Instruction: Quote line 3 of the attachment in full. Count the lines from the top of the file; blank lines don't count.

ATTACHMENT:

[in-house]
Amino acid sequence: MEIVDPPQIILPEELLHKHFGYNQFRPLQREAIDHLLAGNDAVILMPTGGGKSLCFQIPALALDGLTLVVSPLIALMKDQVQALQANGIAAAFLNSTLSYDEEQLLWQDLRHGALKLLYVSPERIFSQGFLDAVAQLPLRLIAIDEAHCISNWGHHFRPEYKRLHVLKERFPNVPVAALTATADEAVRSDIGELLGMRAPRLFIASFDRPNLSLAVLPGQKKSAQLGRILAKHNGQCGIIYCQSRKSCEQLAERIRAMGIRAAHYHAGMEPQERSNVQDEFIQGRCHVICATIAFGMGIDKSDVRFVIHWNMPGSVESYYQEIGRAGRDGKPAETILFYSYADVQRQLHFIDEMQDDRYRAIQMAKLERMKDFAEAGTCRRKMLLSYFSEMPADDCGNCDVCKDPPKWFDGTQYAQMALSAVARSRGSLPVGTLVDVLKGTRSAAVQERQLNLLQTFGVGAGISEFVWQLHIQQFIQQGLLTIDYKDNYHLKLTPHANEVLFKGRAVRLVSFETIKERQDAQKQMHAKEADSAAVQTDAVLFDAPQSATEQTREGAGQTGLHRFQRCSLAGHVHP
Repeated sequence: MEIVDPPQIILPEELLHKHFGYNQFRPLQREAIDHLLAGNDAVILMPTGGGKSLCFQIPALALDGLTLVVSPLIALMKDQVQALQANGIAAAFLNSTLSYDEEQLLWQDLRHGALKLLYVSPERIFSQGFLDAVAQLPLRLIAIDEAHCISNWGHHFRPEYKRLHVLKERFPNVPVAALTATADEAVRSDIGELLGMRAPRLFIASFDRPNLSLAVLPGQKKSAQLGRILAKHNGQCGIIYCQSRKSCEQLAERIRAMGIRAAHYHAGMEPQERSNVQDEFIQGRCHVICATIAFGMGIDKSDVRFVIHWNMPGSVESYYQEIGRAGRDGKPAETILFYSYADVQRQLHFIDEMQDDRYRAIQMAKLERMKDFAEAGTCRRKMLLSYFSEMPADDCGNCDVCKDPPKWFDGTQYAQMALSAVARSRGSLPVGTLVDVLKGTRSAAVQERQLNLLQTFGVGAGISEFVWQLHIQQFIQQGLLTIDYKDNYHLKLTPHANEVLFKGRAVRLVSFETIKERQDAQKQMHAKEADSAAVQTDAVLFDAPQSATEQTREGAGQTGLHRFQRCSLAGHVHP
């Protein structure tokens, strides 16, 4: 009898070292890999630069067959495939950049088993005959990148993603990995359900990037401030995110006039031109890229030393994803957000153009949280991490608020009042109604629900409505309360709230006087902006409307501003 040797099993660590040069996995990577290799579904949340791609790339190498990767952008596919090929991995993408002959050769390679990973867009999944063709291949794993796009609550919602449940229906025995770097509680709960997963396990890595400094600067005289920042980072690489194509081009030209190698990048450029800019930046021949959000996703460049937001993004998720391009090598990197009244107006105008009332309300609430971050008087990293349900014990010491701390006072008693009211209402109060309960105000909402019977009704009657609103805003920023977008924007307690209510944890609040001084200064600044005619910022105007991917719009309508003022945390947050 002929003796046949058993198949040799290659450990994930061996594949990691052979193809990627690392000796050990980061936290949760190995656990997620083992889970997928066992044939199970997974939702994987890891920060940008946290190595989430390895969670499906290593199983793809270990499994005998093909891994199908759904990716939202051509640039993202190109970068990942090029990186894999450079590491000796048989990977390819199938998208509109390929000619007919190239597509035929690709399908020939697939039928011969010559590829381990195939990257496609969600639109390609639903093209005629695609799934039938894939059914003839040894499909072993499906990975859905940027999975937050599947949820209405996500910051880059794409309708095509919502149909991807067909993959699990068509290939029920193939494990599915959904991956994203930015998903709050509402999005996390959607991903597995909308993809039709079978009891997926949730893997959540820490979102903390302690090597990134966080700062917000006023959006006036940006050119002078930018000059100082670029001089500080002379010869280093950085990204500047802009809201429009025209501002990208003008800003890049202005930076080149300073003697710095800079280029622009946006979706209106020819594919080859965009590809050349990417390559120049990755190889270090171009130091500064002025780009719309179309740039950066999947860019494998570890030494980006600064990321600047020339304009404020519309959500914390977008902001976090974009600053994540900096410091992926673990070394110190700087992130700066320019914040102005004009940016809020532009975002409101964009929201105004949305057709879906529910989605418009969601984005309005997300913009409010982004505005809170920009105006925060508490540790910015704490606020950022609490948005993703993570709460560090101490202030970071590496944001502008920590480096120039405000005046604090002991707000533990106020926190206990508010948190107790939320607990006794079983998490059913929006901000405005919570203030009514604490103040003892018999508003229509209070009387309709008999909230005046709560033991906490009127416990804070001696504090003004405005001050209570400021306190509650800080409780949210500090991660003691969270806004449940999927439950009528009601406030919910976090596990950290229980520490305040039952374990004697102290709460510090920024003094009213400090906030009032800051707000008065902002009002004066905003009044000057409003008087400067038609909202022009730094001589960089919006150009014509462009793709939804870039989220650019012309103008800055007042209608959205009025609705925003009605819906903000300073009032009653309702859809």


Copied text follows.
Repeated sequence: MEIVDPPQIILPEELLHKHFGYNQFRPLQREAIDHLLAGNDAVILMPTGGGKSLCFQIPALALDGLTLVVSPLIALMKDQVQALQANGIAAAFLNSTLSYDEEQLLWQDLRHGALKLLYVSPERIFSQGFLDAVAQLPLRLIAIDEAHCISNWGHHFRPEYKRLHVLKERFPNVPVAALTATADEAVRSDIGELLGMRAPRLFIASFDRPNLSLAVLPGQKKSAQLGRILAKHNGQCGIIYCQSRKSCEQLAERIRAMGIRAAHYHAGMEPQERSNVQDEFIQGRCHVICATIAFGMGIDKSDVRFVIHWNMPGSVESYYQEIGRAGRDGKPAETILFYSYADVQRQLHFIDEMQDDRYRAIQMAKLERMKDFAEAGTCRRKMLLSYFSEMPADDCGNCDVCKDPPKWFDGTQYAQMALSAVARSRGSLPVGTLVDVLKGTRSAAVQERQLNLLQTFGVGAGISEFVWQLHIQQFIQQGLLTIDYKDNYHLKLTPHANEVLFKGRAVRLVSFETIKERQDAQKQMHAKEADSAAVQTDAVLFDAPQSATEQTREGAGQTGLHRFQRCSLAGHVHP